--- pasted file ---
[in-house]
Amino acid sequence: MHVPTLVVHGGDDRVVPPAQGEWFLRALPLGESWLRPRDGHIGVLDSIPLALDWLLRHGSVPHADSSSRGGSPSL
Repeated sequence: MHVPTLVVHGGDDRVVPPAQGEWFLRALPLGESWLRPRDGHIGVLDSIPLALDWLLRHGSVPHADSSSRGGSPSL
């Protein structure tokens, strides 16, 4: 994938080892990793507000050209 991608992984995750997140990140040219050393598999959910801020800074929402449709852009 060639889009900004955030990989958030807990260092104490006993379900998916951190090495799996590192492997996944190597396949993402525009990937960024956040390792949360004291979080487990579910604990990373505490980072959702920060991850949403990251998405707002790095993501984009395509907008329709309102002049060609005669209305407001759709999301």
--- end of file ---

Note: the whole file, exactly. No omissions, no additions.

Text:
[in-house]
Amino acid sequence: MHVPTLVVHGGDDRVVPPAQGEWFLRALPLGESWLRPRDGHIGVLDSIPLALDWLLRHGSVPHADSSSRGGSPSL
Repeated sequence: MHVPTLVVHGGDDRVVPPAQGEWFLRALPLGESWLRPRDGHIGVLDSIPLALDWLLRHGSVPHADSSSRGGSPSL
């Protein structure tokens, strides 16, 4: 994938080892990793507000050209 991608992984995750997140990140040219050393598999959910801020800074929402449709852009 060639889009900004955030990989958030807990260092104490006993379900998916951190090495799996590192492997996944190597396949993402525009990937960024956040390792949360004291979080487990579910604990990373505490980072959702920060991850949403990251998405707002790095993501984009395509907008329709309102002049060609005669209305407001759709999301």